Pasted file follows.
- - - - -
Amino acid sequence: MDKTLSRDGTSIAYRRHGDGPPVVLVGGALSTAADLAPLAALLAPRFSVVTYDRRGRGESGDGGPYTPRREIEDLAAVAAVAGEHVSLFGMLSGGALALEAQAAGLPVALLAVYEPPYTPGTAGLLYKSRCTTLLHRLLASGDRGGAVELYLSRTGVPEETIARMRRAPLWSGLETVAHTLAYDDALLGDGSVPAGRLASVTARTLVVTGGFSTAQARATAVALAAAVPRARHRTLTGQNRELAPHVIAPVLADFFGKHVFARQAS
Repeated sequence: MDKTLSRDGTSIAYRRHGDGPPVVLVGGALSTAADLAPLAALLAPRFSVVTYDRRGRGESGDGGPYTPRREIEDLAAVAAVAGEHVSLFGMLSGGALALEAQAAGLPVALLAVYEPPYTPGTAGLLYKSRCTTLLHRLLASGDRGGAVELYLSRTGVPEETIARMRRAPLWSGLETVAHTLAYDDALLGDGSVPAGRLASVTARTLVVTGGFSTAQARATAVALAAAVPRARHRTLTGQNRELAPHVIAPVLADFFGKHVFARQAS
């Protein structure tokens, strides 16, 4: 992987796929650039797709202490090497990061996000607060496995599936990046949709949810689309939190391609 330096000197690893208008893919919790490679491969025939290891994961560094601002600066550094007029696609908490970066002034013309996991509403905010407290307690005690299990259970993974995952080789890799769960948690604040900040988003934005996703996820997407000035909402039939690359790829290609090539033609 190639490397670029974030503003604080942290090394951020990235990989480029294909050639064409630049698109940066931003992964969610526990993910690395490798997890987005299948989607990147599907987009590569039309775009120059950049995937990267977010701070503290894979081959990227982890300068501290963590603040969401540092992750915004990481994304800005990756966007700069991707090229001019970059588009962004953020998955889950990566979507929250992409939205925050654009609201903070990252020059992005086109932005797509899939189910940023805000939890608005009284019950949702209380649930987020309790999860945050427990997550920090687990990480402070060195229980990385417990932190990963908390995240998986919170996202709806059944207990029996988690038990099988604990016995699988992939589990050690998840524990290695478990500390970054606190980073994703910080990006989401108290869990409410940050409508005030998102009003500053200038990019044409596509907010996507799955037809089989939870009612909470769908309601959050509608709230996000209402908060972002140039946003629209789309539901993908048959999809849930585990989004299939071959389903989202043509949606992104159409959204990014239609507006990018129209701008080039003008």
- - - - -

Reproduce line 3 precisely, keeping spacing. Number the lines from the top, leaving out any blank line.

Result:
């Protein structure tokens, strides 16, 4: 992987796929650039797709202490090497990061996000607060496995599936990046949709949810689309939190391609 330096000197690893208008893919919790490679491969025939290891994961560094601002600066550094007029696609908490970066002034013309996991509403905010407290307690005690299990259970993974995952080789890799769960948690604040900040988003934005996703996820997407000035909402039939690359790829290609090539033609 190639490397670029974030503003604080942290090394951020990235990989480029294909050639064409630049698109940066931003992964969610526990993910690395490798997890987005299948989607990147599907987009590569039309775009120059950049995937990267977010701070503290894979081959990227982890300068501290963590603040969401540092992750915004990481994304800005990756966007700069991707090229001019970059588009962004953020998955889950990566979507929250992409939205925050654009609201903070990252020059992005086109932005797509899939189910940023805000939890608005009284019950949702209380649930987020309790999860945050427990997550920090687990990480402070060195229980990385417990932190990963908390995240998986919170996202709806059944207990029996988690038990099988604990016995699988992939589990050690998840524990290695478990500390970054606190980073994703910080990006989401108290869990409410940050409508005030998102009003500053200038990019044409596509907010996507799955037809089989939870009612909470769908309601959050509608709230996000209402908060972002140039946003629209789309539901993908048959999809849930585990989004299939071959389903989202043509949606992104159409959204990014239609507006990018129209701008080039003008």